Nothing about my support for bank was inappropriate

The article explains that one year ago, I wrote a letter in support of Banco Popular. That’s true. The article alleges that I did so in large part because my wife was an employee of Banco Popular. That’s wrong. The facts, as my staff detailed to your reporter, demonstrate that if I had allowed personal feelings to guide my decisions as a member of Congress, I wouldn’t have helped Banco Popular at all.

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In December 2007, one year before I wrote the letter of support, my wife was terminated from Banco Popular. She was summarily called to her supervisor’s office and told, “Merry Christmas. Your services are no longer needed.”

I thought her firing was unfair and handled unprofessionally. I was angered by what I believed to be poor treatment of a loved one who was very committed to her job. I suppose I could have tried to use my position as a member of Congress to punish Banco Popular in some way. But that would be wrong, and probably would be deserving of a negative story in The Hill.

Instead, after my wife was terminated, I wrote a letter of support for Banco Popular. Why? I wrote it on behalf of Hispanic and low-income consumers. Although The Hill leads its readers to believe that I sought to help a bank far from my district, nine of the 16 Banco Popular branches in the greater Chicago area, more than half, are located in my district, and the bank’s North America headquarters is located in Chicago. And in Puerto Rico, it is the largest lender and largest local private employer. At the time, Banco Popular held approximately one-third of total bank deposits on the island, and it provided financial services to more than 1 million residents, mostly minorities, across California, Florida, New Jersey, New York and my home state of Illinois.

Despite these facts, The Hill misled readers by working diligently to give the impression that I helped Banco Popular because of my wife’s employment and because of campaign contributions made to me. The facts about my letter in support of Banco Popular are misrepresented or left out completely.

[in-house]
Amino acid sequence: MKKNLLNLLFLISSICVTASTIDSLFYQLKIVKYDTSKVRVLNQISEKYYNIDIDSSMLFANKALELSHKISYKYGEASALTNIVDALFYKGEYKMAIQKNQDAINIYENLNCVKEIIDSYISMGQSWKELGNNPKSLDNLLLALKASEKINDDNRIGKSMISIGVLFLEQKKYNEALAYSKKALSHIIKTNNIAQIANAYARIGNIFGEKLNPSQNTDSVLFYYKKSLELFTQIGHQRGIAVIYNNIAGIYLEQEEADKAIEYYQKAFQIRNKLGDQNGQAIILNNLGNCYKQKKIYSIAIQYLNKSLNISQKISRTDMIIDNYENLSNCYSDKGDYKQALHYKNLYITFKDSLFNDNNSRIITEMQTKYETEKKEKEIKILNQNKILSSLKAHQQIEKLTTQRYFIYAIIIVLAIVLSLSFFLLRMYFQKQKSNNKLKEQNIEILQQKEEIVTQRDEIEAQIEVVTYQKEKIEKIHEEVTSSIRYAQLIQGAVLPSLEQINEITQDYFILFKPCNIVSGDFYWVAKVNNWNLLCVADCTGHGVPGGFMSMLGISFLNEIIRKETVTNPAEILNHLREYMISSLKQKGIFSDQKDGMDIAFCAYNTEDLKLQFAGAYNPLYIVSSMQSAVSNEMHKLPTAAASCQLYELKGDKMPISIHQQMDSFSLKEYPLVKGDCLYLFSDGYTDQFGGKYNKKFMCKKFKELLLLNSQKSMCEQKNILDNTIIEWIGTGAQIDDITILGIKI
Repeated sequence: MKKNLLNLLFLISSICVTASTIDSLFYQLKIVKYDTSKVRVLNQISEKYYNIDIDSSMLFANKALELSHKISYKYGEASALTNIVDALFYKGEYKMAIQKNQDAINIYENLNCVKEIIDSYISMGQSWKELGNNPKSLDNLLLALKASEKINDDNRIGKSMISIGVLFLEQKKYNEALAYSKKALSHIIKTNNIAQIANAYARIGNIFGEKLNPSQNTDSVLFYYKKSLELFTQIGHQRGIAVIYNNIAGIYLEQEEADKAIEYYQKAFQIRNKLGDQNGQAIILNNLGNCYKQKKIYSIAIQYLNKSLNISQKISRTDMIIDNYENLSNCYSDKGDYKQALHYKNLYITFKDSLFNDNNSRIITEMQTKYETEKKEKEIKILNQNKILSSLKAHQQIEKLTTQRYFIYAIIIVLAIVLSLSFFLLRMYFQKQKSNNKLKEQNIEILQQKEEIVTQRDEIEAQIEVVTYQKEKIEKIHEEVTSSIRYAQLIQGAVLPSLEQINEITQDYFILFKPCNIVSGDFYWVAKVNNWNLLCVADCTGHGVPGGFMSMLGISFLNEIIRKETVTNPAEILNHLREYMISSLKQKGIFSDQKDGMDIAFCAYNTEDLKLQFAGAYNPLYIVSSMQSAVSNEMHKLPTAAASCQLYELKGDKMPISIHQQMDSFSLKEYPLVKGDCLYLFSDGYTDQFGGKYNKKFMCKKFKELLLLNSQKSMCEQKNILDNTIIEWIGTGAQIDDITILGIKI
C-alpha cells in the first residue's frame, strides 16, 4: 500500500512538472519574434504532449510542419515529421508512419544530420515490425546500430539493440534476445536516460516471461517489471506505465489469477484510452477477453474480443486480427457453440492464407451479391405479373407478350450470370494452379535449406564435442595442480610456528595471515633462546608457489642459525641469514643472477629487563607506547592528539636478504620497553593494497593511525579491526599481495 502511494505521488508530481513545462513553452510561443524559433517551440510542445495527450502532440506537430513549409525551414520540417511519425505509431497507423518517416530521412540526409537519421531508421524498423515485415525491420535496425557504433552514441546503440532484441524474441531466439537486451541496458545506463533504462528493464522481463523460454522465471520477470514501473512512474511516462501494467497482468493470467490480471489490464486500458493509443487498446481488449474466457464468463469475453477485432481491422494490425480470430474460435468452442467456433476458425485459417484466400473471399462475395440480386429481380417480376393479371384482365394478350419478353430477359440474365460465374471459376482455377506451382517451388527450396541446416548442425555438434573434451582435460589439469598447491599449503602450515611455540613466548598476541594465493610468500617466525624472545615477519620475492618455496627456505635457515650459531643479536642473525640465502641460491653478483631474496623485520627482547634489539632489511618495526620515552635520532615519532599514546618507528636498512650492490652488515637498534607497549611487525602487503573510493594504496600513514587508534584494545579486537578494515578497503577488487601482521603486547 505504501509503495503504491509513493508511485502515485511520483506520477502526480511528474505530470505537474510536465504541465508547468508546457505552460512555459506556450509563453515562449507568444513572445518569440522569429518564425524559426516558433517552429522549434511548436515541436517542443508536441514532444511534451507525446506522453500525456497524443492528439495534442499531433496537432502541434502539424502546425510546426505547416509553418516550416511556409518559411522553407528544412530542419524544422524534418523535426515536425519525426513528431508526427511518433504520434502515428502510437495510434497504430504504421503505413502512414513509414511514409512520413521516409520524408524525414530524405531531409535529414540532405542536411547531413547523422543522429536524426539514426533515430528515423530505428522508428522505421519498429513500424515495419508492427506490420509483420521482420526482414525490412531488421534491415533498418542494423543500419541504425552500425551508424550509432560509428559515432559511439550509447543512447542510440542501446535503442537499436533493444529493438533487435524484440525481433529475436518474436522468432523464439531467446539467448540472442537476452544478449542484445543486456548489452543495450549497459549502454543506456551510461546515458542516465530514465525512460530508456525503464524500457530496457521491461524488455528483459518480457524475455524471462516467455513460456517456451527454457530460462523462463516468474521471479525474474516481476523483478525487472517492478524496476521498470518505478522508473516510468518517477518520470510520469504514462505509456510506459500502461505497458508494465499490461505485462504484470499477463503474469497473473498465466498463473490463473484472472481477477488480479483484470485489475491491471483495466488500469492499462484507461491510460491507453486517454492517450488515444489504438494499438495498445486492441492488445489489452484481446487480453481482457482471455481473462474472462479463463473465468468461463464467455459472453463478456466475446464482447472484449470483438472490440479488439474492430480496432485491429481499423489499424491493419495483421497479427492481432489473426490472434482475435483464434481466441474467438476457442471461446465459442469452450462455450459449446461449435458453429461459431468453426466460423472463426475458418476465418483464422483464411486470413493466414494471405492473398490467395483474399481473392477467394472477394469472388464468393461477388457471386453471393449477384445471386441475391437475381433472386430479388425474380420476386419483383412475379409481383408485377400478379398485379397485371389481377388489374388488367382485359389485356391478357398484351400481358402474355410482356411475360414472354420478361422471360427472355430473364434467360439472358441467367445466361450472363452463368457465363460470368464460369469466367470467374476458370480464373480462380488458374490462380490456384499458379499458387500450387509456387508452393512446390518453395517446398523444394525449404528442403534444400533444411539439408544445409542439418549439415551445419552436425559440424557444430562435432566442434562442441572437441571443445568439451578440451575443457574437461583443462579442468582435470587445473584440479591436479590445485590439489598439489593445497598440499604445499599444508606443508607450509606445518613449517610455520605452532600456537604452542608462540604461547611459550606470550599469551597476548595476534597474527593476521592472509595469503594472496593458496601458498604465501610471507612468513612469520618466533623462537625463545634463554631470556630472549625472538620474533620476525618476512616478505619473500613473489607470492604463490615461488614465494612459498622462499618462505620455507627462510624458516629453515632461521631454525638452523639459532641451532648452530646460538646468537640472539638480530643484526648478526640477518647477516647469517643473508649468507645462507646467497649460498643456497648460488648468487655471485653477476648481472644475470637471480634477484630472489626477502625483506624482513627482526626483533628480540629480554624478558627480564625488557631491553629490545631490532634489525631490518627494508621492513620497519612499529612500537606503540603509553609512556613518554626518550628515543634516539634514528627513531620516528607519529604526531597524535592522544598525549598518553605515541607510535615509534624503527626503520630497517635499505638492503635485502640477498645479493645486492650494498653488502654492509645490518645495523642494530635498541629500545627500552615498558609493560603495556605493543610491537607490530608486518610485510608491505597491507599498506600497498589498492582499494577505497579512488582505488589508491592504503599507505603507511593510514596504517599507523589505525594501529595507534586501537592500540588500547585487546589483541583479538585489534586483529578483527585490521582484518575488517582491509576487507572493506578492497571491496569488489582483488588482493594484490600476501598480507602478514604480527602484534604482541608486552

In addition to ignoring my personal feelings toward the bank and denying its importance to the residents in my district, The Hill misstates Banco Popular’s support for my campaigns. While I commend The Hill’s mathematical creativity and sense of drama in labeling what you believe to be $15,000 in contributions as “tens of thousands of dollars,” the truth is I did not receive even that much from Banco Popular.

I believe fair and accurate reporting might have also included that the modest amount of money my campaign has received from Banco Popular came years before the Troubled Asset Relief Program (TARP), and none has been received since. Or, it might have reminded readers of the fact that Treasury, not Congress, made the decision to directly invest capital in lending institutions.

I supported Banco Popular for the right reasons. I believed, and still do, that TARP should be used to serve the residents of Puerto Rico, the many customers of Banco Popular in my district, and minority and low-income consumers across our nation. In fact, I have regularly advocated on the Financial Services Committee for TARP to give more focus to the small and medium-sized businesses that are the backbone of our economy. I’ve held hearings on this very issue, that mid-size banks and businesses should benefit from TARP as much as Wall Street.

I also believe that allowing my personal feelings about the bank’s dismissal of my wife to affect my decision would have been wrong. I’m sorry The Hill disagrees, and I hope the next time they will try harder to get the story right.

Washington

Editor’s note: The Hill stands by its story, which was accurate.



Pentagon ignores illegal subsidies


From Paul Shearon, secretary-treasurer, International Federation of Professional & Technical Engineers, AFL-CIO

Your article on President Barack Obama’s golden opportunity to help reform World Trade Organization rules at its winter meeting (“Obama faces new push from Dems on WTO,” Oct. 21) missed how the Pentagon has failed to take into account a recent, historic WTO decision declaring illegal the billions in subsidies given to French aircraft manufacturer EADS/Airbus, which have already caused the loss of 65,000 jobs.

Even though defense procurement law clearly states that the Air Force is required to use a “competitive” process for awarding any contract, the Defense Department has so far taken no action to prevent EADS/Airbus from submitting a tanker aircraft financed by $5 billion of the same subsidies the WTO just ruled are illegal.

On the line in the tanker competition are Obama’s twin vows to hold corporations accountable and put Americans back to work. The federal government cannot in good conscience outsource the 44,000 jobs the tanker would support on the basis of an established trade violation.

President Obama has an opportunity now to start trade reform at home by discounting the effect of EADS/Airbus’s illegal subsidies and bringing fairness to the Air Force’s tanker competition.

Washington